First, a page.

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NLRB Overrules 50-Year Precedent; Dues Checkoff Arrangements Now Survive Expiration of Union Contracts

If your company's union contract expires in the near future, pay attention: in a departure from long-standing precedent, the National Labor Relations Board (NLRB) ruled that employers cannot terminate a dues checkoff arrangement just because a union contract has expired.

NLRB Overrules 50-Year Precedent; Dues Checkoff Arrangements Now Survive Expiration of Union Contracts

Dues checkoff refers to a voluntarily authorized and regular deduction of employees' wages by an employer to pay union dues out of earnings, instead of separate individual payments. Unions prefer this method of payment because it avoids the complexities and disorganization inherent to individual check payments, but the method places an additional administrative burden on employers.

Since 1962, an employer's union dues checkoff obligations generally expired at the same time a collective bargaining agreement with the union expired. On Aug. 27, 2015, the NLRB changed the state of the law in a nod to its marked disapproval of employers making unilateral changes in the terms and conditions of employment after the expiration of a union contract. Employers now must honor a dues checkoff arrangement established in a union contract until the employer and union have either agreed on a successor contract, or a valid bargaining impasse permits unilateral action by the employer.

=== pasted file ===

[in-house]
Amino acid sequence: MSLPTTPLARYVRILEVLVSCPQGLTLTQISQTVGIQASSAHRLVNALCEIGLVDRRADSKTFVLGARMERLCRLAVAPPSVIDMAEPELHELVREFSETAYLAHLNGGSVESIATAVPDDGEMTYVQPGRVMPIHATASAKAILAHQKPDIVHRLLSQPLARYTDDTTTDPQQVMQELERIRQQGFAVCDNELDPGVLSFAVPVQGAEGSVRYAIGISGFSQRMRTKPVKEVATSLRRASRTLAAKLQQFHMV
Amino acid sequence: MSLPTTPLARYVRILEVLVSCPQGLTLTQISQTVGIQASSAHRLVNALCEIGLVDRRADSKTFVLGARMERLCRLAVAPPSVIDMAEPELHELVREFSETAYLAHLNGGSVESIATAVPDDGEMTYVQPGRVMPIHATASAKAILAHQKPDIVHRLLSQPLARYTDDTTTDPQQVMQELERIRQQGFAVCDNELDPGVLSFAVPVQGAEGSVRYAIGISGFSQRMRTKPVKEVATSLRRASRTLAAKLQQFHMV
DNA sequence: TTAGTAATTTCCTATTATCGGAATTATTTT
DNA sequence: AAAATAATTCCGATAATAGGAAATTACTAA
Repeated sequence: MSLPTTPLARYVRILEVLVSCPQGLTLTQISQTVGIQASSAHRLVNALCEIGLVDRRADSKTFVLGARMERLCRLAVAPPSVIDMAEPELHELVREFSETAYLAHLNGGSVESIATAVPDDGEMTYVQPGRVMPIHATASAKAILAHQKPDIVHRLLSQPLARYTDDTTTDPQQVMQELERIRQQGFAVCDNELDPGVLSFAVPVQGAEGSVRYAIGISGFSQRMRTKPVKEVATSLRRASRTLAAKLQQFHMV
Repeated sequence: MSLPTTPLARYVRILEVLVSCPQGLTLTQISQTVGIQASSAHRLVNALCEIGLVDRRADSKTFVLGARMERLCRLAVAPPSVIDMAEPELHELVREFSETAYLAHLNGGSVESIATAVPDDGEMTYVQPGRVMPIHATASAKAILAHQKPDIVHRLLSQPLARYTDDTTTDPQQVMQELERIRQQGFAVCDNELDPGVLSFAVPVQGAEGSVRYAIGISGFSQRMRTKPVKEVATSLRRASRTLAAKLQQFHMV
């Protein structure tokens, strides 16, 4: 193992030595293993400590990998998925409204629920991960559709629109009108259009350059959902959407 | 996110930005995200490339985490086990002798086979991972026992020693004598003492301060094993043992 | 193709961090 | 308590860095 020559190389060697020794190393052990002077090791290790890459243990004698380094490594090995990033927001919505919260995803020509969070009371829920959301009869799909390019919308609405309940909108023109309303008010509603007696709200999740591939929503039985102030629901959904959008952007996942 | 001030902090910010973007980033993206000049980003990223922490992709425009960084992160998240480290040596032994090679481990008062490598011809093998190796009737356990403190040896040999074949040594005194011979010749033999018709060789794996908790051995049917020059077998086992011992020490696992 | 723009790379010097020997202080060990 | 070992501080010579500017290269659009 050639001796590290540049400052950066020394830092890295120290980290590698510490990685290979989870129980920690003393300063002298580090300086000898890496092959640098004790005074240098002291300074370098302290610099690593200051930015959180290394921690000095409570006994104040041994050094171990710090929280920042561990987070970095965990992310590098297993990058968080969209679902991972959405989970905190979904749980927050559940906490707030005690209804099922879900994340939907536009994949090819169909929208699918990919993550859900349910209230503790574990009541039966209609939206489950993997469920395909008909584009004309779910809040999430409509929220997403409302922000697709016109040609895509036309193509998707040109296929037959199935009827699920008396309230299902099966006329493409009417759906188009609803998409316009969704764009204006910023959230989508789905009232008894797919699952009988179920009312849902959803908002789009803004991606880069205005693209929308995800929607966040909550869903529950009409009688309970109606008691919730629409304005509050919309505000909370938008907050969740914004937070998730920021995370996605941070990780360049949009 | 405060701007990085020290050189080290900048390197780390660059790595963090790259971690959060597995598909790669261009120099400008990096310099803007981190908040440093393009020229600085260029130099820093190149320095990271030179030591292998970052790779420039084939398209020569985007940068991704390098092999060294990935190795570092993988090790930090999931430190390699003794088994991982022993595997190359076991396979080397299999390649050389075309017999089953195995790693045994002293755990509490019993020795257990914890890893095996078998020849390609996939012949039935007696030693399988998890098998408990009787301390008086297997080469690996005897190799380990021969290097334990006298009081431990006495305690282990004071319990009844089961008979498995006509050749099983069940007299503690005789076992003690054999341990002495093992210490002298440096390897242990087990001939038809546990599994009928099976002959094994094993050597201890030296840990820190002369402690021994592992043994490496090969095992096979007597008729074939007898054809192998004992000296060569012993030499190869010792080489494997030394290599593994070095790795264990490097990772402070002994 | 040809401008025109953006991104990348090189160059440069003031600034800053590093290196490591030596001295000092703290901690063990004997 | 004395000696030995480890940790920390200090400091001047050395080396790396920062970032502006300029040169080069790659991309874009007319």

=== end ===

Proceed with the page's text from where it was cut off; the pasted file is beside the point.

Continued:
Dissenting members of the NLRB believe that this policy will be a hindrance to the bargaining relationships between employers and unions upon contract expiration. One concern is that parties may now spend a more significant amount of energy haggling over proposals to eliminate dues checkoff, something that was not usually a point of contention in collective bargaining under the 1962 ruling.

The rule will only apply prospectively; any cessation of dues checkoff deductions occurring before Aug. 27, 2015, will be analyzed according to the NLRB's 1962 rule. Notably, participation in dues checkoff is entirely voluntary for employees, who always have the right to choose how to pay their dues. Any questions concerning compliance with the NLRB's ever-changing policies should be raised with counsel.



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